Keri Grieman

Research associate

Keri is Research Associate on the RoboTIPS project – she is also a PhD candidate in law at the Alan Turing Institute and the Centre for Commercial Law Studies at Queen Mary University of London. She is a qualified lawyer in Ontario, Canada, and was previously the Google Policy Fellow for the Canadian Internet Policy and Public Interest Clinic. Her LLM on liability for self-driving vehicles sparked her interest in responsible innovation and governance of AI, and her research focuses on bridging the technical and legal gap in the regulation of artificial intelligence (AI).

Keri joined RoboTIPS in autumn 2021, and works alongside Marina Jirotka and Pericle Salvini on human-centred responsibility for robotics, adaptive regulation and governance, and the reconciliation of robotics and autonomy.

Ewan Soubutts

Research Associate

Ewan Soubutts is a research associate on the MRC-funded Adolescent Mental Health project. He is also an EPSRC-funded PhD candidate in Human Computer Interaction at the Bristol Interaction Group at the University of Bristol. Ewan’s background is in Human-Centered Computing and social sciences.  His PhD work on health and care in the home with vulnerable groups sparked his interest in responsible innovation and he has a strong interest in supporting people in diverse settings through the use of novel technologies and person-based approaches.

Carolyn Ten Holter

Research associate/DPhil student

Carolyn specialises in responsible innovation approaches in a variety of novel technology domains, including autonomous vehicles, ICT sustainability, and quantum computing. She has a particular interest in policymaking and governance for novel technologies, and expertise in participatory and stakeholder-inclusive methods. As part of the RTI she leads a workpackage in the RAILS project on autonomous systems, consults on the PARIS-DE and AMHDM projects, and also liaises with the RTI’s networks of civil society organisations, projects, and other organisations that work on similar themes. She has degrees in law, librarianship & information science, and a diploma in marketing communications. Previous projects include RoAD and ORBIT.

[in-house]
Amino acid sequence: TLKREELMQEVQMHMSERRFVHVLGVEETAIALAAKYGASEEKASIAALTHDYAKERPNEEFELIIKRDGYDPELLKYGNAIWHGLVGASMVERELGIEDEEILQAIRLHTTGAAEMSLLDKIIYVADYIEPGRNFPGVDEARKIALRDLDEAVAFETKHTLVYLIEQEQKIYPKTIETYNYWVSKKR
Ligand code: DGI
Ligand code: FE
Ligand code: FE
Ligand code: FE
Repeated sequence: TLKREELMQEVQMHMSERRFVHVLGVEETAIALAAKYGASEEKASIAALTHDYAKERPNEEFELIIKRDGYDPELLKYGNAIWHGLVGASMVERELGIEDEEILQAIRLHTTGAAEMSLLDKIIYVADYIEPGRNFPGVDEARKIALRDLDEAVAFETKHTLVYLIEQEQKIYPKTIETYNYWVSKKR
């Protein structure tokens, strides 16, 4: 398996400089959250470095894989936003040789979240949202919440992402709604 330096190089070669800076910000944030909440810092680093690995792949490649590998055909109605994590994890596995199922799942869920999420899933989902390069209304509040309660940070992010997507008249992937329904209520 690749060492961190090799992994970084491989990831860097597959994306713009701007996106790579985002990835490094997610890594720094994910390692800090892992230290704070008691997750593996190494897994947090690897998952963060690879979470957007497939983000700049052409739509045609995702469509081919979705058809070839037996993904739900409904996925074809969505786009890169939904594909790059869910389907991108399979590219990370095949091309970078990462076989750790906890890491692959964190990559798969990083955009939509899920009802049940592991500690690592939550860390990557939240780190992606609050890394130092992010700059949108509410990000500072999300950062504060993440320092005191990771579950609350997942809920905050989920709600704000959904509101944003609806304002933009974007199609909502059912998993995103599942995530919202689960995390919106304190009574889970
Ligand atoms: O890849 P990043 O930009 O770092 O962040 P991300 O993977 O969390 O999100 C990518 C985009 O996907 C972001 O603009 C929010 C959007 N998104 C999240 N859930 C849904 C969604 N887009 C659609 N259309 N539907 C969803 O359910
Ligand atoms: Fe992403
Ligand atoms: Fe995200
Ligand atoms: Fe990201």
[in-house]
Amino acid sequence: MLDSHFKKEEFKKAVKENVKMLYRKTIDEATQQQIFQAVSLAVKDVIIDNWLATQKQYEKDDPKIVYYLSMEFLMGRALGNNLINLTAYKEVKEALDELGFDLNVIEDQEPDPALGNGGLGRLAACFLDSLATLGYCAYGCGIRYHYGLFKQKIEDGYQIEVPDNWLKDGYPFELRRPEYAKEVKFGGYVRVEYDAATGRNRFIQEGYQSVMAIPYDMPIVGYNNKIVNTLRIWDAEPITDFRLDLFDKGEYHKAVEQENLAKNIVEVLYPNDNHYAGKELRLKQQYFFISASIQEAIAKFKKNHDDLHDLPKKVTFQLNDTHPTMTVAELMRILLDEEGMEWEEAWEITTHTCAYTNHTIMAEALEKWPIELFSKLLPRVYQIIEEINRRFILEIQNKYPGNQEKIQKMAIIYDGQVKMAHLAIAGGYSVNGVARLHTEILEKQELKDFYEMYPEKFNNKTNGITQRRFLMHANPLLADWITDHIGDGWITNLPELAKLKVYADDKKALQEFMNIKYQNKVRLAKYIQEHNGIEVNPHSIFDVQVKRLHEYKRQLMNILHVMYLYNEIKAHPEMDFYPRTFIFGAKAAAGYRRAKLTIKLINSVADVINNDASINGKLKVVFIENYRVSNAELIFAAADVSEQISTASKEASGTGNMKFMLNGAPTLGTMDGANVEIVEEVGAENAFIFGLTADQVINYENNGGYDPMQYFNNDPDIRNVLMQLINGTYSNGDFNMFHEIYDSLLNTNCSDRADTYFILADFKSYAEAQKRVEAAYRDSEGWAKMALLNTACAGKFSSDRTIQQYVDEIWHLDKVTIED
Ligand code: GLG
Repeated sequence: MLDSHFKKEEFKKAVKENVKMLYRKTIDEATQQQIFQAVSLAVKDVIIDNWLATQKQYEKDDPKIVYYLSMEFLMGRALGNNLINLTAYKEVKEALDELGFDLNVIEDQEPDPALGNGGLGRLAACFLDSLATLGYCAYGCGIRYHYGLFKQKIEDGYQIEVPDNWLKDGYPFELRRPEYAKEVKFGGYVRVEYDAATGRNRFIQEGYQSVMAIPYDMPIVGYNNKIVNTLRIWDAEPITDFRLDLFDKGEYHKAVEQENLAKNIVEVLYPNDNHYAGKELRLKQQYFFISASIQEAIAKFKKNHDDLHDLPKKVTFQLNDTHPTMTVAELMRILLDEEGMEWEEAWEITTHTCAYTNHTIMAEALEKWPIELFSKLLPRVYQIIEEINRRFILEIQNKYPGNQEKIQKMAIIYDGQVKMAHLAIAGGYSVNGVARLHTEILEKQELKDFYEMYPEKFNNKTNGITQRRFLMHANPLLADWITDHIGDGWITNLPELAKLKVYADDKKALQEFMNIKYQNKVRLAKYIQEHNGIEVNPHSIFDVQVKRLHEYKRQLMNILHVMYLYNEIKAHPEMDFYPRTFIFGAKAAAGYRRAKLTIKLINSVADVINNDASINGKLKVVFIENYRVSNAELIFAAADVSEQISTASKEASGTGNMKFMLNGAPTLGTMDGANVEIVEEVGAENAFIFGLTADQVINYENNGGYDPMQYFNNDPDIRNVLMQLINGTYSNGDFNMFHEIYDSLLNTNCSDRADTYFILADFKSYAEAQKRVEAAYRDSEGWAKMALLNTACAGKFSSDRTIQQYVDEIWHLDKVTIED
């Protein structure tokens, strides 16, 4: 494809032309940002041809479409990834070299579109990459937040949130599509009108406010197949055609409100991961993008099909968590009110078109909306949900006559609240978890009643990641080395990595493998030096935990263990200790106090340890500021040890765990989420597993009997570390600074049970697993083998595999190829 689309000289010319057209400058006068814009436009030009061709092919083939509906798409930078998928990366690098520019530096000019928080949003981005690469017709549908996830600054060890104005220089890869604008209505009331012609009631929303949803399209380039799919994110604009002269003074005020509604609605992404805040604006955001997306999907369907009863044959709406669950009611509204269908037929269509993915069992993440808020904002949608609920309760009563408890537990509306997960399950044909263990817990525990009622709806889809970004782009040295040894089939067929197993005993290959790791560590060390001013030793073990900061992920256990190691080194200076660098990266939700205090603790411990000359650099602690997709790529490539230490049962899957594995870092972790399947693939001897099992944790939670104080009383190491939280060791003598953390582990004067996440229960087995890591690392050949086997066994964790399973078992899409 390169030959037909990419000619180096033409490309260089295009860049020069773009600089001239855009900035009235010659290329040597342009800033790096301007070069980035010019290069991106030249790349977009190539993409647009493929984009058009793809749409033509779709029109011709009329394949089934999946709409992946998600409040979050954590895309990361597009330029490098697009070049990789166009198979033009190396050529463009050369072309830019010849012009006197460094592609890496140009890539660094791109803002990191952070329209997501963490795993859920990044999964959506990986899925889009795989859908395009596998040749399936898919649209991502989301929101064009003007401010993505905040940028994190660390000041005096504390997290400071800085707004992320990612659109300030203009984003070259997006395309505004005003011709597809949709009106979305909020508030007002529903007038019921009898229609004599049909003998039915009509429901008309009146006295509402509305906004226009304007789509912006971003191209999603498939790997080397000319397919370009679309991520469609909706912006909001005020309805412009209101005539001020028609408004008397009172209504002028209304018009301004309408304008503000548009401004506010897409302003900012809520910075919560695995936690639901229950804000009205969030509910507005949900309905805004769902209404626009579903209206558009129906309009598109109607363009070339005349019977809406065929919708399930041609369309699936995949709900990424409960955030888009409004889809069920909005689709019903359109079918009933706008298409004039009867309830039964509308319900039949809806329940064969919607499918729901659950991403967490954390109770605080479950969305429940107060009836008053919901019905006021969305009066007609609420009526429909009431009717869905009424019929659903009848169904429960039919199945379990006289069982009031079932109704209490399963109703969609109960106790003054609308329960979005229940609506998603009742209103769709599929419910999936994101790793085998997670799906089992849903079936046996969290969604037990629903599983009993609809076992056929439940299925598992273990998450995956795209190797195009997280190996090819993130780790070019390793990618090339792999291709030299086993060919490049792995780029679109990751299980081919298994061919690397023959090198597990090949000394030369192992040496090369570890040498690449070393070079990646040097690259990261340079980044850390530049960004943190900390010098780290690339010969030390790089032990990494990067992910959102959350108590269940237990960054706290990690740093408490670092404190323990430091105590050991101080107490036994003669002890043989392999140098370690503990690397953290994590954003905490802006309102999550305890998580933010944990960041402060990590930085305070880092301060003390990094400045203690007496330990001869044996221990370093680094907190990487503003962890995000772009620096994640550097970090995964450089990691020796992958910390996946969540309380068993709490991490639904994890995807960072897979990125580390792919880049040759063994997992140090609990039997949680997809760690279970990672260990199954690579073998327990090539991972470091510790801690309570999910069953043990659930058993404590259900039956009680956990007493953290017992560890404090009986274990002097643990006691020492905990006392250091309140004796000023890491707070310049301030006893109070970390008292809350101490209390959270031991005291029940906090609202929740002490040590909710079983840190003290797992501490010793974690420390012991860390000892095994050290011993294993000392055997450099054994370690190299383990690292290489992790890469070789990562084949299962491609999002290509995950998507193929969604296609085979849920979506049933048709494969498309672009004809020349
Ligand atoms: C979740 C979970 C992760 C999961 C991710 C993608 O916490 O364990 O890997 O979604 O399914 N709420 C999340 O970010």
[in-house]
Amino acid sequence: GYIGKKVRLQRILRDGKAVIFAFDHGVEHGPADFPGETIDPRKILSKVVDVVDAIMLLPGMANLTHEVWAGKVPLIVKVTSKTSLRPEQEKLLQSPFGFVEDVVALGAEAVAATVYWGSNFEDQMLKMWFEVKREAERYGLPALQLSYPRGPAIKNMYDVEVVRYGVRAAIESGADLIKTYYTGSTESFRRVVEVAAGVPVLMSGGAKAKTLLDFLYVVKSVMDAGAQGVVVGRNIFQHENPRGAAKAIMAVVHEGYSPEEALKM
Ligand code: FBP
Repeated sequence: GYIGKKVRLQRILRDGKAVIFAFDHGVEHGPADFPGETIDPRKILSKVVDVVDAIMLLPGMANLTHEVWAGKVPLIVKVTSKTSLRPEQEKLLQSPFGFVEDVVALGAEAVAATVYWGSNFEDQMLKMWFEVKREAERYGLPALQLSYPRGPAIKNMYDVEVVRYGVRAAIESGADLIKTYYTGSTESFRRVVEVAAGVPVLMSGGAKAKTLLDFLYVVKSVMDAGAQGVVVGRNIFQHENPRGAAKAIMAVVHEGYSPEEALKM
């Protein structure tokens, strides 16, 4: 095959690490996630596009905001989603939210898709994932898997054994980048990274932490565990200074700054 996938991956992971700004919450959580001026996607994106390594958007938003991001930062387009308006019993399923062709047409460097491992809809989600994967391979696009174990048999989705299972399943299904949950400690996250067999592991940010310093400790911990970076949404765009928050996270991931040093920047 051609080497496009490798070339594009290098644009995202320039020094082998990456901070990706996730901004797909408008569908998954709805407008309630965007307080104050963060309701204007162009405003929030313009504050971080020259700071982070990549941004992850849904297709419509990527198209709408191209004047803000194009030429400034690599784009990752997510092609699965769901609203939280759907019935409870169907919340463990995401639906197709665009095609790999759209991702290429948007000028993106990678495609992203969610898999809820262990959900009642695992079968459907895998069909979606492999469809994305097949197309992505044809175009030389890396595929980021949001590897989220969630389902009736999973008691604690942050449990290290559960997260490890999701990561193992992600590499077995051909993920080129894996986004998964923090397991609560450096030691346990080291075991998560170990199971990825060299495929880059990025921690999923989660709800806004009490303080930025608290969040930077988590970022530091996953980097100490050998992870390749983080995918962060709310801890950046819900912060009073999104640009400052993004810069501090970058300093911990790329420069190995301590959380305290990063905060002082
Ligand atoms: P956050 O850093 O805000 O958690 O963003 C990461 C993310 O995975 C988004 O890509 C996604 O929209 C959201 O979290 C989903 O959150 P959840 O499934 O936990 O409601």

Zsofia Lazar

Project manager

Zsofia is the RTI’s project manager and looks after the day-to-day administrative and practical matters arising from its projects and ongoing activities, as well as communication, collaboration and outreach strategies. She manages the Institute’s relationships with a large number of current and potential partners and sponsors across its networks, and supports the RTI team in developing the overall strategy for the Institute, its funding priorities and future directions.

Ross Gales

DPhil Student